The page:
Everyone's just like, Yeah, see you there.
Got it.
Be there.
We're talking to Ali? He's my hero.
So, basically, they're all like, We have all served, you know, we've been part of ROTC.
We've been lieutenants of this and that.
We've been in this and that military-affiliated we're served.
We've served.
What's going on, you know? He talked for two hours straight.
And just kind of talked about his religious convictions and beliefs.
I stand by my religion; Black Muslim religion.
The Nation of Islam, which is basically - I will not contribute to any war.
- That's a good point.
That is a good point.
They face the media.
Hi, media.
Yeah, we thought this guy was full of [bleep].
And this guy have you met Ali? This guy we support Ali.
We believe in him, and he's sincere and we believe in we validate his religious conviction.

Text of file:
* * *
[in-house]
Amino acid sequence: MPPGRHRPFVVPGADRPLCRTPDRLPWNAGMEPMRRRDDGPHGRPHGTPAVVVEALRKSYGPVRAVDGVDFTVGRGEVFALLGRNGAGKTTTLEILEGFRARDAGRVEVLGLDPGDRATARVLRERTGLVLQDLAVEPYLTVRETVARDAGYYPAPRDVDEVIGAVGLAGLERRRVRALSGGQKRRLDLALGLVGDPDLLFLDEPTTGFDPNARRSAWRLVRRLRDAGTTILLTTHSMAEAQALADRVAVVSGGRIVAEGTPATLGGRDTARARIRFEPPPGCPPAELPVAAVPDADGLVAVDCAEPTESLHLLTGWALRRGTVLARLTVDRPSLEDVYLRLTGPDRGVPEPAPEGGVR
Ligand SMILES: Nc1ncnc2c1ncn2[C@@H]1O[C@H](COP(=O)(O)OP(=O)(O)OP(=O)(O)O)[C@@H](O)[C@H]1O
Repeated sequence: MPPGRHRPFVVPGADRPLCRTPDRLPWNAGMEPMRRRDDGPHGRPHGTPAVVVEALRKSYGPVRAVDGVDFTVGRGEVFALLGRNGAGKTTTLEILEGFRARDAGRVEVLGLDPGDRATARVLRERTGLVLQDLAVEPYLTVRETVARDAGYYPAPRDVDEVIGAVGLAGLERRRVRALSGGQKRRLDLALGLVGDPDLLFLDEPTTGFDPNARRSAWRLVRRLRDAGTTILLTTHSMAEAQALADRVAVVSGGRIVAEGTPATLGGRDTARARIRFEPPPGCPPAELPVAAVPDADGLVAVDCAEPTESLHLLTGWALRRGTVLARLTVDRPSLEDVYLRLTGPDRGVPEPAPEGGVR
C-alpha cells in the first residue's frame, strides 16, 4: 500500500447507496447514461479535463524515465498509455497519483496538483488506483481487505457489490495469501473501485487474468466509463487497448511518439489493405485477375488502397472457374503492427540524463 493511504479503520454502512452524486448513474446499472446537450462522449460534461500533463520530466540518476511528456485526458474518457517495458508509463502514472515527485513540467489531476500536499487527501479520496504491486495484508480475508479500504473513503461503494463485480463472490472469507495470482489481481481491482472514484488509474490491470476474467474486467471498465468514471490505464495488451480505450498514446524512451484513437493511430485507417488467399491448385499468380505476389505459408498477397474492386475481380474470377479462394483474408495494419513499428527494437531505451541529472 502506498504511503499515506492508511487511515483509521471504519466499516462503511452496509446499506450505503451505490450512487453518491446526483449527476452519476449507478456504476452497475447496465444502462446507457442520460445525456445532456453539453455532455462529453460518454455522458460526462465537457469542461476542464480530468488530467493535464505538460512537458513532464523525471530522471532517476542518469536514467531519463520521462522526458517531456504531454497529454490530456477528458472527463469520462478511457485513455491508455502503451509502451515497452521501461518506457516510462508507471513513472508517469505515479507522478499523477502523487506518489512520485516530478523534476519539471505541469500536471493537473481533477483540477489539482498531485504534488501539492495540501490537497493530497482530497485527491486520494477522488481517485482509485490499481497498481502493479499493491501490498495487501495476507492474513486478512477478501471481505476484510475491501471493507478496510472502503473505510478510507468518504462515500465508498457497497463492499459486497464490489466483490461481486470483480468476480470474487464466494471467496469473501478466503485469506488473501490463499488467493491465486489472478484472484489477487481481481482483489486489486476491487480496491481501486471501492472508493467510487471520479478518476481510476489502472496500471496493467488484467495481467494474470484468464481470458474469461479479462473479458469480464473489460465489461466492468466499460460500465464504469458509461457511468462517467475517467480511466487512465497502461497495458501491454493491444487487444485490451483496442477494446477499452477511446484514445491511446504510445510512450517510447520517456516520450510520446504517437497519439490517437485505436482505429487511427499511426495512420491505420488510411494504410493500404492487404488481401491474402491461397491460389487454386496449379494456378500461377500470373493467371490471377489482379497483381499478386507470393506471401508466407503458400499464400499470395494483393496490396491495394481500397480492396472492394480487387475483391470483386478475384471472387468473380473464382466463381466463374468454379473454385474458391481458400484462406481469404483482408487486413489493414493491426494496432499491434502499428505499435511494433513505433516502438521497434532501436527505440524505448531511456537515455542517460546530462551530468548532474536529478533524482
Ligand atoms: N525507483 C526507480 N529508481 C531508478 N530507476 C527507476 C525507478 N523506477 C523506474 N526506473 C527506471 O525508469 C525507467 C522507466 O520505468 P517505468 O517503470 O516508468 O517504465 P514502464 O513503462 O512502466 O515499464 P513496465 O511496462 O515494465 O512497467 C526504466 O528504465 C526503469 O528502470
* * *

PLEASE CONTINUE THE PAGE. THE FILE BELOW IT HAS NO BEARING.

Ali was on trial.
It was presented in front of an all-white jury.
And within 21 minutes they found him guilty.
And he's sentenced to five years.
So he appealed and he appealed.
And basically gets to the Supreme Court.
So the Supreme Court is planning on ruling 5-3 against Ali, but then Justice John Harlan reads a book based on Black Muslim religious doctrine and he goes to all the other justices and is like, We screwed up.
This is me convincing you.
I am convincing you.
We screwed up.
You screwed up.
I screwed up.
- We have to change our opinion.
- Okay, you're right.
And so they anonysmally vote.
Anonys Anonysmally? I have a hard word sober, by the way guys.
- Anonymous? - Anonysmally.
No, that's not the word.
They anonysmally, um - Anonysmally.
- Perfect.
- Where did I leave off? Sorry.
- Don't crack your neck anymore.
It's not there.
- I heard it four times.
- I know.
- You can't do it anymore.
- Okay.
So, basically, they vote for Ali to go free.
He wanted to be the greatest, and eventually he would become the greatest.
This is what I stand for.
I don't care if you don't believe in it.
I'm gonna die for it.
Ali fought for his religion.
He fought for his race.
He fought for civil rights.
He fought for I mean, kind of everything that was going on at the time.
He changed the world.
You can change the world - # You can - Change the world # You can change the world